“Turkana is one of the hardest-hit areas in terms of contemporary climate change,” says Sawchuk. “Severe droughts over the past several years have caused a lot of suffering for herders and their animals. There is ongoing debate about whether pastoralism will continue to be possible or if herders should give up this way of life. Revealing the deep roots of pastoralism and how people have adapted to challenging landscapes can help inform policymakers and empower present and future herders to use their Indigenous knowledge to navigate the current climate emergency.”

Sawchuk calls archaeology a “team sport”, involving a diverse range of experts coming together to tell a story that encompasses microbes all the way up to monumental architecture. The Edmonton native says her interest in archaeology grew out of childhood fascinations with Ancient Egypt, digging in the dirt, and biology. Her first course in Anthropology at the U of A combined all those things and more, compelling Sawchuk to switch into the honours program the following year.

“For anyone interested in the past, Africa is as deep as it goes—all the way back to the evolution of our species,” she says. “I started out interested in fossils and our hominin ancestors, but the more research I do, the more I realize that the past 10,000 years is where all the real action lies!”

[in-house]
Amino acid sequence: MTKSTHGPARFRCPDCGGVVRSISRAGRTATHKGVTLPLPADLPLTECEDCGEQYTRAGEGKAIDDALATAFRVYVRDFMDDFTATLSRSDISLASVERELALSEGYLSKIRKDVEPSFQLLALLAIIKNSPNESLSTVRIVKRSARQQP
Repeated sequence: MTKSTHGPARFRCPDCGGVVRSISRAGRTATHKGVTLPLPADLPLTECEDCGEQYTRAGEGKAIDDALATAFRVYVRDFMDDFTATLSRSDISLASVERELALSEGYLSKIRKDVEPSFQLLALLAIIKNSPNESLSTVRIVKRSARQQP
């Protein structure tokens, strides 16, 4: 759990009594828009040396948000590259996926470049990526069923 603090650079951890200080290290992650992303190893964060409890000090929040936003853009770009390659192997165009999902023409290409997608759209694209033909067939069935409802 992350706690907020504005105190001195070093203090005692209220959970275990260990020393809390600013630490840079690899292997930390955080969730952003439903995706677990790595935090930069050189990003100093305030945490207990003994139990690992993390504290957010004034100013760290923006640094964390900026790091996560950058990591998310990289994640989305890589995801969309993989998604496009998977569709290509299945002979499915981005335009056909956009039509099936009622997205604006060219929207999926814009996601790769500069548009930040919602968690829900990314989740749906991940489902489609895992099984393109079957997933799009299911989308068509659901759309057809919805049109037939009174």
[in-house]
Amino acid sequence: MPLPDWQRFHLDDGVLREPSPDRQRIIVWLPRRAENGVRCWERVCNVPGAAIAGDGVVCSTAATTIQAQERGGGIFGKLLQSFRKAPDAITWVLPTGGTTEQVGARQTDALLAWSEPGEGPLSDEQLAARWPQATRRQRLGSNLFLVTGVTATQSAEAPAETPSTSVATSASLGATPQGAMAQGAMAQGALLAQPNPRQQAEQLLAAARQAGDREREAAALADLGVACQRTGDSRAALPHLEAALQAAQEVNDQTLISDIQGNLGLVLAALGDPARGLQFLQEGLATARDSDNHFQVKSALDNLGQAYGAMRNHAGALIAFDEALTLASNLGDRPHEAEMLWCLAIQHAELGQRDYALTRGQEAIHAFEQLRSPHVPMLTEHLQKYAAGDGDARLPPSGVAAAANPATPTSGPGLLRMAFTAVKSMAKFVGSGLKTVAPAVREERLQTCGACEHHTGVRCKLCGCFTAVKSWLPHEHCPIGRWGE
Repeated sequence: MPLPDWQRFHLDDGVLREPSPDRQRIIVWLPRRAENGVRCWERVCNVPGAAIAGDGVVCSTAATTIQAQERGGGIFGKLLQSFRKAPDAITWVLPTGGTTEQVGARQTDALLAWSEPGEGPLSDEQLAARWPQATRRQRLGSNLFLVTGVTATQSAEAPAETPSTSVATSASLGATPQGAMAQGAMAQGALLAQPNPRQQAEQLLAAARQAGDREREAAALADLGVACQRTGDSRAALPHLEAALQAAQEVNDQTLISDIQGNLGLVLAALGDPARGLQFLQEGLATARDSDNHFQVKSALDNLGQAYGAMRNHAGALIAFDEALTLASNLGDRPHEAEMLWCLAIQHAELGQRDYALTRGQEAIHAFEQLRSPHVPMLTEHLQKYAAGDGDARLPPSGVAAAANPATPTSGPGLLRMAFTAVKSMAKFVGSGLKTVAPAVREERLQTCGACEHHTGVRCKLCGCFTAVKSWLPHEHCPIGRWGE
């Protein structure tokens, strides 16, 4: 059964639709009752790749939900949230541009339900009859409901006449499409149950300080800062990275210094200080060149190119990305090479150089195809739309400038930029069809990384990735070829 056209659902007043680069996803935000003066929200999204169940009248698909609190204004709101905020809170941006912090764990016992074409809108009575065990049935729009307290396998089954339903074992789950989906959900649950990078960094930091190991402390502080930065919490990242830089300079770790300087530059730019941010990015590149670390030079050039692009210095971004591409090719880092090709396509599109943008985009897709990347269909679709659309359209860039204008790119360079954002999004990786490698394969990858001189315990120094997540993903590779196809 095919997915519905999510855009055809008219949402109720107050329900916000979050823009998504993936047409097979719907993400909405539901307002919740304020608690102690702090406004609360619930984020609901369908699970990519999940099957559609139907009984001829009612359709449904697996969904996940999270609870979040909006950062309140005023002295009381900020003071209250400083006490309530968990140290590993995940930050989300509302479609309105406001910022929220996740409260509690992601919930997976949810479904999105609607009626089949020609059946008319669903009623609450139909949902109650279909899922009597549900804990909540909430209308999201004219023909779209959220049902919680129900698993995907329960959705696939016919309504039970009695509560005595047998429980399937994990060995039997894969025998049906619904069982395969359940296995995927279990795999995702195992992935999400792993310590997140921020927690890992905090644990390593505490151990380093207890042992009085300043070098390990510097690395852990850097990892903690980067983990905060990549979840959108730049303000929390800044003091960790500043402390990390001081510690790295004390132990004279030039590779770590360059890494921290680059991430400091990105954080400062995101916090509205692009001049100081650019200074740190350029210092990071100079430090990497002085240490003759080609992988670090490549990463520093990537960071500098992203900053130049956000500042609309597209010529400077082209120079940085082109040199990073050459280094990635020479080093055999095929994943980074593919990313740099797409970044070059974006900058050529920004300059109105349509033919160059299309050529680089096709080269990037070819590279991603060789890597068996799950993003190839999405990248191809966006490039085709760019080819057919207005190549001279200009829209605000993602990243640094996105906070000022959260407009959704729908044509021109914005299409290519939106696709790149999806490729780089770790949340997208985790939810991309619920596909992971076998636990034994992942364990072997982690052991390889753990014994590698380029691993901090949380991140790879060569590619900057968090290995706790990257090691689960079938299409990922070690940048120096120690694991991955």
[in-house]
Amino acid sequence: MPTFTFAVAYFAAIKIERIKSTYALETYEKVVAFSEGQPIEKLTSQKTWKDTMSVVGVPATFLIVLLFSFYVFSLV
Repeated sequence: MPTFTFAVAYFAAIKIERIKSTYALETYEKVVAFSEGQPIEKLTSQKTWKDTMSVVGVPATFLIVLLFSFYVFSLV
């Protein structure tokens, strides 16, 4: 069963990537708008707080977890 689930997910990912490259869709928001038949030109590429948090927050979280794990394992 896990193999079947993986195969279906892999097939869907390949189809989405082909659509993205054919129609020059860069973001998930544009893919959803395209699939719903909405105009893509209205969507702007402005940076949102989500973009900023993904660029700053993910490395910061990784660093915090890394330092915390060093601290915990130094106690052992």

With a BA(hons) and a MA from the University of Alberta, followed by a PhD at the University of Toronto and a postdoc at Stony Brook University in New York, Sawchuk was drawn back to the U of A as a postdoctoral fellow in the Department of Anthropology for several reasons. Chief among them is working with Lesley Harrington, whom she describes as a “fantastic mentor” for this project because of her global expertise in health-related research, primarily stress indicators in ancient bones and teeth among ancient mobile hunter-gatherers in Africa. Together, they hope to determine how  adopting herding impacted peoples' bodies and health, and whether this differs from what is known about other early food producers.

Like many researchers across the globe, Sawchuk’s summer research plans have been delayed by the COVID-19 pandemic. Last year, she directed a dig on the east side of Lake Turkana, and had planned to finish up the analyses at the National Museum in Nairobi and collect pilot data for her new project. She was also co-organizing a DNA workshop that was supposed to be held in Nairobi this August, now postponed. 

Sawchuk says she is not sure when she will be able to safely return to Africa. The area where she and her team work is very remote, and they don’t want to risk introducing the virus and endangering local communities. Until then, she says they are following updates with the Kenyan authorities to ensure an ethical resumption of their field research. 

“Hands down”, says Sawchuk, the best part about her research is working in Turkana and getting to know the people who live there.

“It’s one of the most beautiful places on the planet and I feel very privileged to spend time with pastoralist communities and learn about the desert’s past.” she says. “Also, there is nothing quite like brushing the dirt and being the first person in 5,000 years to see an artifact. It’s hard to top that feeling.